There are shades of Francis Urquhart, echoes of Yes Minister’s Sir Humphrey and a degree of Iago to this would-be-Rumpole, but many of the external cultural references are actually drawn from television comedy. One of the most entertaining scenes consists of BabyBarista’s pre-courtroom war of words with a more experienced counsel he refers to as TheCreep. TheCreep attempts to undermine Baby’s confidence by haranguing him on the train heading for their court appearance, but is rebuffed at every turn by the Catherine Tate catchphrase ‘Bothered.’ Worryingly, this episode and many others are told so convincingly that I began to pray I never need defending by a junior, or even senior barrister. Some of Kevan’s counsels do not appear to come armed to the battle of wits that is crosscourt debate.

As the novel rattles towards deadline day pretty much every character either falls apart, usually as a result of BabyBarista’s machinations, or reveals themselves to be even more loathsome than they first appeared. With one notable exception. OldRuin is unmistakably the conscience of the piece, full of avuncular advice and driven by an awareness that life is not about avoiding mistakes or behaving perfectly, it is about what we learn from our errors of judgement, morally as well as practically. Without this virtually lone advocate of human decency the novel would be less effective and our sympathies for BabyBarista himself might falter, the more he becomes embroiled in smearing his rivals. What OldRuin allows the reader to understand, however, is that Baby might not need throwing out with the bath water; he just might realise that skulduggery can only get him so far. Is he redeemable? Quite possibly, but then, a rehabilitated BabyBarista would rule out any possibility of a sequel, wouldn’t he?

Tightly written, interspersed with enough out-of-chambers action to keep the layman riveted, peppered with keenly-observed, if rarely likeable characters, and genuinely laugh-out-loud funny in places, Tim Kevan’s debut is an absolute delight."

21.4.10

Review of BabyBarista in 'Pit Pilot Surf Magazine'

"Tim Kevan is a testimony to the importance of surfing in life. He gave up a lucrative job as a barrister to move to the coast, surf and write this novel. Babybarista is a scandalous story of a trainee at the Bar. It’s full of naughty storylines and rips the law trade to pieces. You can fully see why you would want to jack it all in for a few waves, and it’s great fun reading such a damning indictment of the class-riddled world of the Bar. Hilarious and addictive."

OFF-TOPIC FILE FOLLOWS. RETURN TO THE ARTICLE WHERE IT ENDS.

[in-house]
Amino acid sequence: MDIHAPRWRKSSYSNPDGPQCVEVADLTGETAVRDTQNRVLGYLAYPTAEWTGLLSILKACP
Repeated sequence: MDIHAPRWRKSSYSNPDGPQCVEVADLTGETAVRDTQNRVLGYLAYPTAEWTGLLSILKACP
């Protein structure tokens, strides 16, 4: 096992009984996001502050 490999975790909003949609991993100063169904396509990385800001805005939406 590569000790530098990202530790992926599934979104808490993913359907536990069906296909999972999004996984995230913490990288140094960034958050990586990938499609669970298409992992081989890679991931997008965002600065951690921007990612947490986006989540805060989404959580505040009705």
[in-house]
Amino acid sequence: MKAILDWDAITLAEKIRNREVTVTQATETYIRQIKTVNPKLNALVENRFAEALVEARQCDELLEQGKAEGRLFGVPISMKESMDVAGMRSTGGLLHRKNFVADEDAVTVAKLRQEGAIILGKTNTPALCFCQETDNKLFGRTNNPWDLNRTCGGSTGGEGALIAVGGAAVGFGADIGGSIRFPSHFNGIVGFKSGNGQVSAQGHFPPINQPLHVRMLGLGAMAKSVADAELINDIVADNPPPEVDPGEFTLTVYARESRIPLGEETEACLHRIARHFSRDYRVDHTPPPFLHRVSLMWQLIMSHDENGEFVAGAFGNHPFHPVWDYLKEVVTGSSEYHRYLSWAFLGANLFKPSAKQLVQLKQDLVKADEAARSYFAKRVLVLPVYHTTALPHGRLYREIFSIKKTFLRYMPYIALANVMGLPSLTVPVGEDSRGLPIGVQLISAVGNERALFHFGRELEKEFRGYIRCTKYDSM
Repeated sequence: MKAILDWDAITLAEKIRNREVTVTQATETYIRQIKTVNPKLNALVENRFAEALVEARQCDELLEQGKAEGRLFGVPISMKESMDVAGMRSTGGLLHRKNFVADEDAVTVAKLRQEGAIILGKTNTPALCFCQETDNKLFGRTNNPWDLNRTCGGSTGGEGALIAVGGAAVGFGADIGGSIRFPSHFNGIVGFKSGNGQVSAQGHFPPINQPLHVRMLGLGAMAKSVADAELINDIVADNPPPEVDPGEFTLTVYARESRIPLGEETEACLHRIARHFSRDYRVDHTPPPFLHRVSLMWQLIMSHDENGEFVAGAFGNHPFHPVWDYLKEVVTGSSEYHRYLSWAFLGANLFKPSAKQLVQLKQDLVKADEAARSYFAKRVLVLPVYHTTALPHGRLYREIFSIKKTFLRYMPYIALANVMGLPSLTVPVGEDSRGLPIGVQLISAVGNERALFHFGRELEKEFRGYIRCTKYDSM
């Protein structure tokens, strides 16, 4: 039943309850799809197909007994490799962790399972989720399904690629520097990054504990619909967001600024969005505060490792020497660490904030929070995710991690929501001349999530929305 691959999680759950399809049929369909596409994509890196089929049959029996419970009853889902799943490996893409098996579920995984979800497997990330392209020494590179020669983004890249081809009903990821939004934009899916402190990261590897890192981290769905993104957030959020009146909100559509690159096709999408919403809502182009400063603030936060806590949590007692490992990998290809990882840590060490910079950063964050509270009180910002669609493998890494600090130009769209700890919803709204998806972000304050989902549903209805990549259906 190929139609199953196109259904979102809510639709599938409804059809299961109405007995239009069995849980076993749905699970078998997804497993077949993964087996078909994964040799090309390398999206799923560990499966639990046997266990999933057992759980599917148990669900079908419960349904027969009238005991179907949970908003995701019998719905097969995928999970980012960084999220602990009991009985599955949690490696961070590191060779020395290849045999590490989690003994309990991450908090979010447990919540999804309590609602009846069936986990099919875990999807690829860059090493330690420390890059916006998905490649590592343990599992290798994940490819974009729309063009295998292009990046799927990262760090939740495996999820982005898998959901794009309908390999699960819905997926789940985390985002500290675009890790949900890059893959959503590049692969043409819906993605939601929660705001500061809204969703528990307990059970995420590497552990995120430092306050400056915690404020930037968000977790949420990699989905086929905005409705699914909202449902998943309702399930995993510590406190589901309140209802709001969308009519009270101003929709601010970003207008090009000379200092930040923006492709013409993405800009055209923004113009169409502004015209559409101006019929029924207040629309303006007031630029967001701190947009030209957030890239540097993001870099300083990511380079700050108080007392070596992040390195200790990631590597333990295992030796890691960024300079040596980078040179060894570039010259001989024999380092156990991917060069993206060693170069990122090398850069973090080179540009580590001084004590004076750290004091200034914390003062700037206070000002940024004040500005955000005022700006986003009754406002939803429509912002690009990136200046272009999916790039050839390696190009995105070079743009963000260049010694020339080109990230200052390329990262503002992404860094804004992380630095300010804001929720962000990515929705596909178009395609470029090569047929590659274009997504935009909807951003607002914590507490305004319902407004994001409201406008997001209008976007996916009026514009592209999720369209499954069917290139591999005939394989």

7.4.10

Sponsored Guest Post: Spinal Cord Injury Compensation Claims

A spinal cord injury can have devastating effects for the victim of a non-fault accident, as wells as for the victim’s family. The ability to walk and move as we please is something we can take for granted, so suddenly losing this freedom can be a terrible blow. An injury to the spinal cord can be one of the most catastrophic types of injuries. This is due to the likelihood that any damage to the nerve fibres will affect their ability to transmit signals from the brain to the rest of the body - resulting in a permanent disability.
The spinal cord is a long thin bundle of nervous tissues that extends from the brain down the first 18 inches of the spinal column. It is the main pathway for the transfer of information between the brain and the peripheral nervous system and any damage to the spinal cord can cause paralysis and other problems with movement or function. A spinal cord injury can be caused in a variety of situations. The force from even a relatively minor impact such as a car accident, an accident at work or a trip or fall can be enough to damage the spinal cord, leaving the unfortunate victim either partially or completely paralyzed.
If you or a loved one has been the victim of a spinal cord injury and someone else was to blame, you may be eligible to make an accident claim – provided the accident took place within the last three years.
An expert personal injury solicitor can help to guide you through the complex process of making a claim for spinal injury compensation, focusing on the issues that are important to you – sure as making sure that any claim that is made covers the cost of any specialist medical care that either you or your injured family member might require.
Author: Neil Worrall